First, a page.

Spurious drug toll increased to 120 in Pakistan

Punjab Chief Minister Shahbaz Sharif alleged the deaths were the result of a "conspiracy" hatched in Islamabad.

Lahore: The number of people who died after
taking bad drugs provided to cardiac patients by a Pakistani
state-run hospital rose to 120 Wednesday as Punjab Chief Minister
Shahbaz Sharif alleged the deaths were the result of a
"conspiracy" hatched in Islamabad.

According to a spokesman of the Health Department of
Punjab province, 386 patients who took the bad drugs provided
free of cost by the Punjab Institute of Cardiology were still
being treated in various hospitals, including 65 at Jinnah
Hospital and 86 in Mayo Hospital.

Addressing a news conference, Chief Minister Sharif, who
also holds the health portfolio, said tests done on blood
samples of victims by a British laboratory had revealed that a
cardiac medicine manufactured at Karachi in Sindh province was
responsible for the deaths.

"We have asked the Sindh government to arrest the owners
of the pharmaceutical company involved in manufacturing the
medicine responsible for the deaths of many people," he said.

Sharif claimed elements in Islamabad had hatched a
"conspiracy" similar to the one when Punjab was hit by a
dengue outbreak which killed over 400 people last year.

He did not identify these elements but said he would
provide more information at an "appropriate time".

"The Supreme Court should call me and I will tell them
about the conspiracy," he said.

In a related development, a petition filed in the Lahore
High Court sought the registration of a case of high treason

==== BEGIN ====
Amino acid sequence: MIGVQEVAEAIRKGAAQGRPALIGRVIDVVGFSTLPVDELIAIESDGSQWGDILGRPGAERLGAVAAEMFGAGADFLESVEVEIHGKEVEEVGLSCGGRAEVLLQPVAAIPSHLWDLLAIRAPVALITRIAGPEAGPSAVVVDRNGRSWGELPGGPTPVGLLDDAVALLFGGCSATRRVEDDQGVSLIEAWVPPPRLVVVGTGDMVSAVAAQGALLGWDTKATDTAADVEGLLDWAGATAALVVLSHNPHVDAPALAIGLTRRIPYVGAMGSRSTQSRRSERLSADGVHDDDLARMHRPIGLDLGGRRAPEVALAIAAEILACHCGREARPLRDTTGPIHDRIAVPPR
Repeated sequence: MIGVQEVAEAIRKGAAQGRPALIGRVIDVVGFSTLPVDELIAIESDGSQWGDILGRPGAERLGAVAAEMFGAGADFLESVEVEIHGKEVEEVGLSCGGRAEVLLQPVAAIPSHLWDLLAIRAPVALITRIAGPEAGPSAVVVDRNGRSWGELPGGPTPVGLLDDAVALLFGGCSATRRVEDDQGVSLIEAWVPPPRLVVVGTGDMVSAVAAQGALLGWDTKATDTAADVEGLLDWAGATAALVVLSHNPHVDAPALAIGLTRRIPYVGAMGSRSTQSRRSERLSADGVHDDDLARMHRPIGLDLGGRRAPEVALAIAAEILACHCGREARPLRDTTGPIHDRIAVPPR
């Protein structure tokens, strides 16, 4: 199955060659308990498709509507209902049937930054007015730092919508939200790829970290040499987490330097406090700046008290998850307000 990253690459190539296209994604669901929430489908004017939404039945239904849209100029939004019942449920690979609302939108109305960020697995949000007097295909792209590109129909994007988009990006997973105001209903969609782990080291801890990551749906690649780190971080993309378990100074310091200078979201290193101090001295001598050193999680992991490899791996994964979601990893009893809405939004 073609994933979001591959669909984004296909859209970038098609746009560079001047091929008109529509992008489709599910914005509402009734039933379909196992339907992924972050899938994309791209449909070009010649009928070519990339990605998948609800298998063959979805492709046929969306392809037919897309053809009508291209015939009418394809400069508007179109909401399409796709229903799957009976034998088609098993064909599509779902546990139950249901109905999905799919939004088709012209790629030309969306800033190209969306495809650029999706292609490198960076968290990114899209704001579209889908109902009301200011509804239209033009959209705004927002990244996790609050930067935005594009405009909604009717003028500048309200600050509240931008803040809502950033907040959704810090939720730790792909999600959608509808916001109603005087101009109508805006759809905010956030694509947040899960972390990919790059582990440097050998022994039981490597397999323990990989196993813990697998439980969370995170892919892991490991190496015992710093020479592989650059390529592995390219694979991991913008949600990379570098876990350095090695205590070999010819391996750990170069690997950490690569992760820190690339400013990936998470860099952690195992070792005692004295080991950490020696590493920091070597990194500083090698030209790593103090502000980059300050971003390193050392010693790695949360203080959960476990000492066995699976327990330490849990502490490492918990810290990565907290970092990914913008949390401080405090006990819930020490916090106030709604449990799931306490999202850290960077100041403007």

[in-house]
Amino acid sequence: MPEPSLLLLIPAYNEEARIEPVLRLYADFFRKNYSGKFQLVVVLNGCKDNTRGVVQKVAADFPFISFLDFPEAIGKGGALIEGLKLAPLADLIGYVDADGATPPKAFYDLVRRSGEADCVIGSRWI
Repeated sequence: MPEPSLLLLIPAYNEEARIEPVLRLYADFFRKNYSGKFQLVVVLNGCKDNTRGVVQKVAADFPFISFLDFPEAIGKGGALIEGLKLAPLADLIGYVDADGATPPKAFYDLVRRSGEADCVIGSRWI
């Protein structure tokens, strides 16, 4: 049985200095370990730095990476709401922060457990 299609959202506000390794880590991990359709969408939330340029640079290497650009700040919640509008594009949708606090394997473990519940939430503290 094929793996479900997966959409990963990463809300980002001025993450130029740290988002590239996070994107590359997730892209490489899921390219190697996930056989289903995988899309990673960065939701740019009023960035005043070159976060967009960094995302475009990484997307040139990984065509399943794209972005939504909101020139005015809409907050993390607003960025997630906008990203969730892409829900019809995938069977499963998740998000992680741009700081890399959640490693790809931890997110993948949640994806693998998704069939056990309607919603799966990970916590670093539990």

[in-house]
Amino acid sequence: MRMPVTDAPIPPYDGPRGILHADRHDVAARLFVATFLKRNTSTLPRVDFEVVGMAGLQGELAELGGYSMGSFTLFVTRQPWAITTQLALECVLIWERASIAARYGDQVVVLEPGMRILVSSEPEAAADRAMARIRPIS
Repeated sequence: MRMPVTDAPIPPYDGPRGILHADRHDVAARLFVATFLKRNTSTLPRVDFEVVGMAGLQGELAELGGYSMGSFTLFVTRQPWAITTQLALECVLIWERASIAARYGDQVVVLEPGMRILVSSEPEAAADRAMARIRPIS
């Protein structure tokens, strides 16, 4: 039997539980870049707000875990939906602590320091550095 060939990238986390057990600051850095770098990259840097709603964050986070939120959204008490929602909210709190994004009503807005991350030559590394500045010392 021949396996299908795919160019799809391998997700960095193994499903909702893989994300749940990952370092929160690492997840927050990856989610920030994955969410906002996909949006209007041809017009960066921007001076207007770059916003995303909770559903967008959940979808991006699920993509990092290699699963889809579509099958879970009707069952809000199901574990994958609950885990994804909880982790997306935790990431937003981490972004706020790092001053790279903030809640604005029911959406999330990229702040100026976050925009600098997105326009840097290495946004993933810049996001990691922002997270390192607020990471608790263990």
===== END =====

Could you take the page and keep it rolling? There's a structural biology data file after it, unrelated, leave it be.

against Sharif and his son, parliamentarian Hamza Shahbaz, for
being responsible for the death of innocent people due to the
bad drugs.

The petition filed by lawyer Sardar Khurram Latif Khosa,
the son of Punjab Governor Latif Khosa, alleged that Hamza
Shahbaz was supervising Al-Falah Pharma Company, which had
allegedly supplied "substandard medicines" to the Punjab
Institute of Cardiology.

The petition said the Chief Minister and his son had not
only invested capital in the firm but controlled and
supervised it.

The firm, the petition alleged, was supplying
"low-quality" anesthesia medicines to all hospitals in Punjab.

The license of the company too had expired, it said.

Khosa alleged that the Chief Minister, with the connivance
of his son and Al-Falah Pharma Company, had subverted the
Constitution and a case of high treason should be registered
against them.

He said the respondents, without issuing prequalification
tenders or getting approval from the federal government or the
Federal Drug Agency, allowed the manufacturing of substandard
tablets for cardiac patients.

Khosa alleged that Al-Falah had purchased "substandard raw
materials" for making medicines instead of using imported

He asked the courts to disqualify Sharif and his son as
members of the provincial and national assemblies